Want to take a "Ride" with Lana Del Rey? Better strap in. Her epic 10-minute mini-movie for the track finds her hitting the open road with a biker gang, her pop career behind her -- "I was a singer, not a very popular one," she says in a voice-over. You're too humble, girl! The film opens with Del Rey, a vision of '80s jean-short Americana, swinging across the screen on a tire. "I was in the winter of my life, and the men I met along the road were my only summer," she says, before 10 minutes of cuddling up to a lucky selection of biker bros.
Watch Lana Del Rey's "Ride" video after the jump.
Anarbor won't damage your ears with their new jam.
Some bands want to "Fix You." Anarbor's trying to get a grip on themselves first: "I don't want to live a day past 29," Steve Echeverria sings on "Damage I've Done," but dude might also be freaking out: "I'm scared/ That I never will repair the damage I've done." Birthdays are rough sometimes, guys. One thing he can stop worrying about: the song's upbeat track, which opens with an "Adam's Song"-esque melodic guitar line before the rhythm section dives in, definitely won't do any damage to your ears.
Listen to Anarbor's "Damage I've Done" after the jump.
Watch Sleeping With Sirens' new video for "Roger Rabbit."
It really doesn't get much more romantic than taking a trip to the beach with a crew of band dudes. Magic is in the air in Sleeping with Sirens' "Roger Rabbit," a video that's seemingly more about hitting the water than chilling with 6-foot cartoon bunnies. An adorable real-life bulldog does join the band for their end-of-summer vacation, tagging along as the group runs through a series of warm-weather tasks: boating, stone-skipping, hand-holding, and music-making, then finally busting out an acoustic guitar to sing as the sun goes down. The track matches R&B-influenced verses (we kept waiting for Timbaland to pop out from behind a sand dune with an "Uh-huh") before surrendering to a strummy, campfire-ready chorus.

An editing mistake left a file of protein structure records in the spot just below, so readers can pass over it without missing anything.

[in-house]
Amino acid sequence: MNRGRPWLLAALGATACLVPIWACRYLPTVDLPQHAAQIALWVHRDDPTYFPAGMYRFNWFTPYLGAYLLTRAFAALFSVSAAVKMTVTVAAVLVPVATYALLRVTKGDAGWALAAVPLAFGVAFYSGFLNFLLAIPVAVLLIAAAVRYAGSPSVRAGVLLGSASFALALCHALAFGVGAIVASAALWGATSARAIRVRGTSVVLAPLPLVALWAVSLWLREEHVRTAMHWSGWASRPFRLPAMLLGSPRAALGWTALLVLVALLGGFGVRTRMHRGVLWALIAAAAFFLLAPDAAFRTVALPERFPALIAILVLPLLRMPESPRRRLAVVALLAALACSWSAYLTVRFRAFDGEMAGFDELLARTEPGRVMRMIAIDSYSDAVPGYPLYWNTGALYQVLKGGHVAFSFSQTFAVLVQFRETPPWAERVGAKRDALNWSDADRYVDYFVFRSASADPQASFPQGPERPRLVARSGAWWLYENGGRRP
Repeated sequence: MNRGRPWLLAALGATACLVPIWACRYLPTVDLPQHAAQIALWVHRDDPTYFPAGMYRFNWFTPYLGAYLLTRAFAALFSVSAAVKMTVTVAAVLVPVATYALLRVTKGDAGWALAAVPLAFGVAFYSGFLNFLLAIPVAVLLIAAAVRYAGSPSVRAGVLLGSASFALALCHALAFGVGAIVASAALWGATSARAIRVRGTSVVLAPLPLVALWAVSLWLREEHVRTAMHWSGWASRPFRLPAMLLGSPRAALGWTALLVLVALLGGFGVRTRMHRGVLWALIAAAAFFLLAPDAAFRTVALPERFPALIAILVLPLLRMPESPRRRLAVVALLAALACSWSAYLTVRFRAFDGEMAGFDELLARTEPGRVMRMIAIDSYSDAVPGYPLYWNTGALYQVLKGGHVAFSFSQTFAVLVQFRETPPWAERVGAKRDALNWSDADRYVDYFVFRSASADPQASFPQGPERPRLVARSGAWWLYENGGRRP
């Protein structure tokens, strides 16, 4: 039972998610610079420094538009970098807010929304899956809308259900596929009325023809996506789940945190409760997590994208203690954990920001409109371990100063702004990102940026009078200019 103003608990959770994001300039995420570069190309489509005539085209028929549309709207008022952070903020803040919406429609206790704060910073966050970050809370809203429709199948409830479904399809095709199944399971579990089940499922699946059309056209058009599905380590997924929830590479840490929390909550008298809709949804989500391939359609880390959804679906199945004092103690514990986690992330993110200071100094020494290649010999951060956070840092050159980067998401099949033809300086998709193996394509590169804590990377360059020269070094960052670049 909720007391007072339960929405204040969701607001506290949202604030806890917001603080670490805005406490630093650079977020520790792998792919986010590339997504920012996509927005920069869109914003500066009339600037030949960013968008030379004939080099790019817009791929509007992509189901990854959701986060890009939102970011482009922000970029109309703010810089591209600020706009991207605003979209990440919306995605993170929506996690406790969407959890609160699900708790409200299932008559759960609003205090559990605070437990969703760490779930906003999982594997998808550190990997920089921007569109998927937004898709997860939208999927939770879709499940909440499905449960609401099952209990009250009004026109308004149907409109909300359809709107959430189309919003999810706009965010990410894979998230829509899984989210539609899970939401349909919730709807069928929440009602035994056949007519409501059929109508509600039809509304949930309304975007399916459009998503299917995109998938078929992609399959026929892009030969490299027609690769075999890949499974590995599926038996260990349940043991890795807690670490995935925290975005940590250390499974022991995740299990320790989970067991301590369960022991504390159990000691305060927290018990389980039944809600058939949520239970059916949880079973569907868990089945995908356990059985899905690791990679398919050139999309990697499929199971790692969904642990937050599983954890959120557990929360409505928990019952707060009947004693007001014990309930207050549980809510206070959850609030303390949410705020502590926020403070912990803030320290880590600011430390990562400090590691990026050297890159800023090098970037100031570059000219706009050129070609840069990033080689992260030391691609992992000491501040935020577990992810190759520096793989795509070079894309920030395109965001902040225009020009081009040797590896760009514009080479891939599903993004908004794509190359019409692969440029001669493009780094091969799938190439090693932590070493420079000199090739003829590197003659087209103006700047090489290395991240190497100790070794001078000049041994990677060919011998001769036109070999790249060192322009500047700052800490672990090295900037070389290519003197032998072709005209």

Watch Sleeping With Sirens' "Roger Rabbit" video after the jump.
Listen to Bayside cover The Ronettes' classic track, "Be My Baby."
We've been straight-up suckers for punk covers ever since bringing Me First & the Gimme Gimmes tapes home from summer camp back in, um, a year ending in "9." The latest band to take on the venerable tradition is Queens-based quartet Bayside, who have just released an enthusiastic take on The Ronettes' 1963 mega-jam "Be My Baby."
Though Bayside pay homage to the original track by keeping its iconic drum intro, the pace picks up considerably as a set of punk-tinged electric chords charge in. Instead of writer/producer/probable crazy person Phil Spector's beloved Wall of Sound style, we get a wall of Marshall stacks and the octopus-armed drumming of Chris Guglielmo. Somewhere, Weezer is bummed they didn't think of this first.
Listen to Bayside's "Be My Baby" cover after the jump.
A Lion Named Roar might get loud.
A Lion Named Roar are ready to make a big sound. The Louisville quintet has been together for more than six years -- a seemingly Olympic-size prep time that's led to songs sounding more focused than a mid-race Ryan Lochte.
Emerging from the birthplace of groups such as My Morning Jacket and Ben Sollee, ALNR have already drawn nationwide attention: When the band went by the name Waketheday, they beat out 6,000 acts on Fox's reality competition "The Next Great American Band." Now the group's released their latest, "This Won't Last for Long," a passionate guitar anthem that'll stick in your mind like the pilot for "Lost." (Or was that just us?)
Listen to A Lion Named Roar's "This Won't Last For Long" after the jump.